Short Cuts

All you need to read in the other general journals

BMJ 2009; 338 doi: http://dx.doi.org/10.1136/bmj.b1078 (Published 17 March 2009) Cite this as: BMJ 2009;338:b1078

Air pollution from ozone implicated in respiratory deaths

Scientists have long suspected that exposure to the air pollutant ozone might cause harm, but it has been hard to prove. A study from the US now reports the most convincing evidence to date—among nearly half a million US citizens, incremental increases in local ozone concentrations were associated with small but significant increases in the risk of death from respiratory causes (relative risk 1.040, 95% CI 1.010 to 1.067 for each increment of 10 parts per billion).

The link between ozone and respiratory deaths was independent of the harm caused by small particle pollution, and it survived adjustment for 20 potentially confounding factors such as poverty and smoking. It is also biologically plausible, say the authors. We already know ozone can inflame airways and cause asthma. Ozone was not associated with excess deaths overall, or deaths from cardiovascular disease.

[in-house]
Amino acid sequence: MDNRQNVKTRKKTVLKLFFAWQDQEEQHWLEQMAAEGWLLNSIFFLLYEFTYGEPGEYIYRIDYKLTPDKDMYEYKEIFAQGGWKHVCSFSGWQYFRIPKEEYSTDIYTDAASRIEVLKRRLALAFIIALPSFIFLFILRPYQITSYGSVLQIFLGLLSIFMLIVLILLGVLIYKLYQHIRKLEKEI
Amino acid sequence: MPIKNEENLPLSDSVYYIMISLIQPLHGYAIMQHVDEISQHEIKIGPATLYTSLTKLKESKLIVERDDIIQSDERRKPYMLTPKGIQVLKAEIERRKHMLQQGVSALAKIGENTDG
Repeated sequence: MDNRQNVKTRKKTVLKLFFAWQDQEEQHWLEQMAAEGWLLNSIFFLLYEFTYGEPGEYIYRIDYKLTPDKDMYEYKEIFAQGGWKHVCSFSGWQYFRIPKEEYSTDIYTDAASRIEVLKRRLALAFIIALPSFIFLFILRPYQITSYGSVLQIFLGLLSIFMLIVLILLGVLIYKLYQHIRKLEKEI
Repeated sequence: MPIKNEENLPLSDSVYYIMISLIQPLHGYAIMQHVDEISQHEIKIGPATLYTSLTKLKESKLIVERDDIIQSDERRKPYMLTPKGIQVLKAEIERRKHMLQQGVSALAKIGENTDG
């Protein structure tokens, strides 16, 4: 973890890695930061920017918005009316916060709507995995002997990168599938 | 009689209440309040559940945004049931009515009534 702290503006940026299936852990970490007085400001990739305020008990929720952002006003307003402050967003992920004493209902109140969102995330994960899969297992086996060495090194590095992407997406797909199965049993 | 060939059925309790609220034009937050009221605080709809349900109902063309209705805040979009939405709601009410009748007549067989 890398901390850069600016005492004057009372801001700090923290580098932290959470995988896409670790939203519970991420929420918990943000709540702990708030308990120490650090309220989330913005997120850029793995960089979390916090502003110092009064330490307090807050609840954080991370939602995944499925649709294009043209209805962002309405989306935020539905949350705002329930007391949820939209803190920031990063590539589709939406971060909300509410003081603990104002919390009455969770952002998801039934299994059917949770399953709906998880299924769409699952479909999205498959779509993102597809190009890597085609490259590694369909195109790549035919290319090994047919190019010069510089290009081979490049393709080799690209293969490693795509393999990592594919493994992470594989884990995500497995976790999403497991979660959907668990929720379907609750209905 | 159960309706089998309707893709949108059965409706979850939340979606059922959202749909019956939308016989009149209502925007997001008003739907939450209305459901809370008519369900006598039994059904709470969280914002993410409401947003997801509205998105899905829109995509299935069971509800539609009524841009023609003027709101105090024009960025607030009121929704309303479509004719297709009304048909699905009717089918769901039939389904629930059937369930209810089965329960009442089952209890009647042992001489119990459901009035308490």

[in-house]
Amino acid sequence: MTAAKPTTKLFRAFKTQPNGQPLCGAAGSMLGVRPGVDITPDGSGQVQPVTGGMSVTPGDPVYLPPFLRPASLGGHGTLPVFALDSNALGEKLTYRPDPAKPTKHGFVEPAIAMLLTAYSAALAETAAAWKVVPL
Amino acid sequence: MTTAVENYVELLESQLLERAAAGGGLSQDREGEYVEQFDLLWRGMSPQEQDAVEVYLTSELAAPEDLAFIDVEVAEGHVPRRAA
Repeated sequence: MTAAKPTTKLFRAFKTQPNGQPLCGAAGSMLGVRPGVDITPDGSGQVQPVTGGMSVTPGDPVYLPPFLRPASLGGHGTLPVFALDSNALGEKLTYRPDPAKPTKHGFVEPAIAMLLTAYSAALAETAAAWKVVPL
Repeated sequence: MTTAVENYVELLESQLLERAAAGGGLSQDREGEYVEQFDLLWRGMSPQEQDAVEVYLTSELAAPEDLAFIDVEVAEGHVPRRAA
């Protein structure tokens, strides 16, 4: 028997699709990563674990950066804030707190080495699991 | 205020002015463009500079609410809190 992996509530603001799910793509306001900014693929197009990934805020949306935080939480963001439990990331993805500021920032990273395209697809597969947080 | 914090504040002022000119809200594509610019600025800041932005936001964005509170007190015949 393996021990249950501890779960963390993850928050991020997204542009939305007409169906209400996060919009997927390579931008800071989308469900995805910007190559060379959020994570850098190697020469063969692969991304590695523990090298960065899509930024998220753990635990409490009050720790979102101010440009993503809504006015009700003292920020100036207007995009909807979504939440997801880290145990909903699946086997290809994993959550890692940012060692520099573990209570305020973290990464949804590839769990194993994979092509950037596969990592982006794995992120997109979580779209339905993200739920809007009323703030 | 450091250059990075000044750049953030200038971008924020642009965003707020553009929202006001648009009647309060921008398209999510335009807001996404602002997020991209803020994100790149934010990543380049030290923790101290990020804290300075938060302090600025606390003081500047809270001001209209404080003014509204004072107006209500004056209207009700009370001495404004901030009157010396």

The authors analysed data from an established cohort of adults living in 96 metropolitan areas across 50 states. The cohort was recruited in 1982 and followed for 18 years. There were 118 777 deaths. The Environmental Protection Agency’s pollution monitors provided hourly readings for ozone concentration and enough data on small particle pollution to confirm a significant association between small particles and deaths from cardiovascular disease (1.206, 1.150 to 1.264).

New diagnostic test for a lethal genetic cardiomyopathy